COMMENTARY: Grants provide technology access for the underserved

Councilmember Bruce Harrell

By Bruce Harrell
For Northwest Asian Weekly

As the [City of Seattle’s Energy, Technology, and Civil Rights Committee] chair, I am pleased to announce that $320,000 in grants have been given by the City’s Technology Matching Fund (TMF).

(Established in 1997, the Bill Wright Technology Matching Fund supports projects that reach technologically underserved communities, thereby increasing ‘digital inclusion.’ The City’s goals are to increase technology literacy, provide residents with access to computers, the Internet, and other information technologies, and increase residents’ use of technology for community problem solving, civic engagement and community building.)

Seattle City Councilmember Bruce Harrell with those who are benefitting from the grants given to the City’s Technology Matching Fund (Photo provided by Bruce Harrell)

The City Council understands the importance of digital inclusion and since my arrival to the Council, we have doubled TMF funds. This legislation is critical because I know it has a positive effect on the lives of people in the community.

Just look at the picture — this is only a snapshot of the people assisted by TMF!
The TMF enables services for thousands of people citywide.

Projects include a historic walking tour of Rainier Beach with online content, where participants will share their personal stories via touchstone devices to build a collective discussion; creation of a Youth Leadership Council, where 10 Vietnamese youth will use technology and digital media to build leadership skills and engage their community through community service; and educating Chinatown community members on using social media to enhance economic development and increase collaboration.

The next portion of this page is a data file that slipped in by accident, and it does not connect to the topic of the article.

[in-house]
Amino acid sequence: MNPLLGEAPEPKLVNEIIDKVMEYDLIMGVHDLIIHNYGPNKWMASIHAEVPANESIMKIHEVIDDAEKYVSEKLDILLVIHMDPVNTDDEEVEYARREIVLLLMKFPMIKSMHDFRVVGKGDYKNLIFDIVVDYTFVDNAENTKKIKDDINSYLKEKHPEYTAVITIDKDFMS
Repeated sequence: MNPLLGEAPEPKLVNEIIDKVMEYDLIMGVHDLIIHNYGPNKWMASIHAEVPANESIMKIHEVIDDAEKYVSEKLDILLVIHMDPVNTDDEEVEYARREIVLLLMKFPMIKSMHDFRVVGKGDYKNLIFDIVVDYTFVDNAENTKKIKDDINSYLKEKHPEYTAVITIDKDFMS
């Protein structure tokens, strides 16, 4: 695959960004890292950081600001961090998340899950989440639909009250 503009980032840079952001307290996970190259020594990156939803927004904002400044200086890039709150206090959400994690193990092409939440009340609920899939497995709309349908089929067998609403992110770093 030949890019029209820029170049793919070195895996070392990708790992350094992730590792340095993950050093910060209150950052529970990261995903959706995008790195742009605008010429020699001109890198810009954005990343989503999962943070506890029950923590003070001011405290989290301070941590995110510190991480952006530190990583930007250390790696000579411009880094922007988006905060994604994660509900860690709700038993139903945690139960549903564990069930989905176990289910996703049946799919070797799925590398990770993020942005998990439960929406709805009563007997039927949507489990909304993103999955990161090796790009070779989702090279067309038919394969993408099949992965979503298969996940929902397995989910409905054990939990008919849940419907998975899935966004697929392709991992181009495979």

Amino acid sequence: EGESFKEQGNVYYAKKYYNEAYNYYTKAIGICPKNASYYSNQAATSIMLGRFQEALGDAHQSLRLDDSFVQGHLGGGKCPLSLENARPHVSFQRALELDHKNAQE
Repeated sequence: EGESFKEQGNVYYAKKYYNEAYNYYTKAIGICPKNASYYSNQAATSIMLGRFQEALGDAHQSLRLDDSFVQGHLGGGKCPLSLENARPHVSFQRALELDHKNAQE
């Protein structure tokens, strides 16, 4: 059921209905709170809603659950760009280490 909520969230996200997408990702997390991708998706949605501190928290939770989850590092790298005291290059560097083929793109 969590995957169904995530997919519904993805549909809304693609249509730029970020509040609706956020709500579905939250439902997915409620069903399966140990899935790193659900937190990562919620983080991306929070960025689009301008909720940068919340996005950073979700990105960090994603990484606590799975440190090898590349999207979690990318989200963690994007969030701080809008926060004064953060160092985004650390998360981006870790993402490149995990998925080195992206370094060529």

Seattle City Councilmember Bruce Harrell with those who are benefitting from the grants given to the City’s Technology Matching Fund (Photo provided by Bruce Harrell)

TMF funding helps build critical employment skills, train English as Second Language residents, and encourage civic engagement and community building through the use of technology.

Among the 23 community organizations receiving funds, a few are:

  • Seattle Chinatown International District
  • Preservation and Development
  • Vietnamese Friendship Association
  • Wing Luke Museum of the Asian Pacific American Experience
  • Casa Latina
  • Coalition for Refugees from Burma
  • Ethiopian Community Mutual Association
  • Jack Straw Foundation
  • Salaam Urban Village Association

I am extremely proud of the TMF program and how it demonstrates the city’s commitment to supporting youth and families, public engagement, and race and social justice. It is a win-win for everybody. (end)

For more information, visit www.seattle.gov/council/harrell.

Bruce Harrell is a member of the Seattle City Council. He is currently chair of the Energy, Technology, and Civil Rights Committee and Vice Chair of Public Utilities & Neighborhoods, among other things.

He can be reached at bruce.harrell@seattle.gov.

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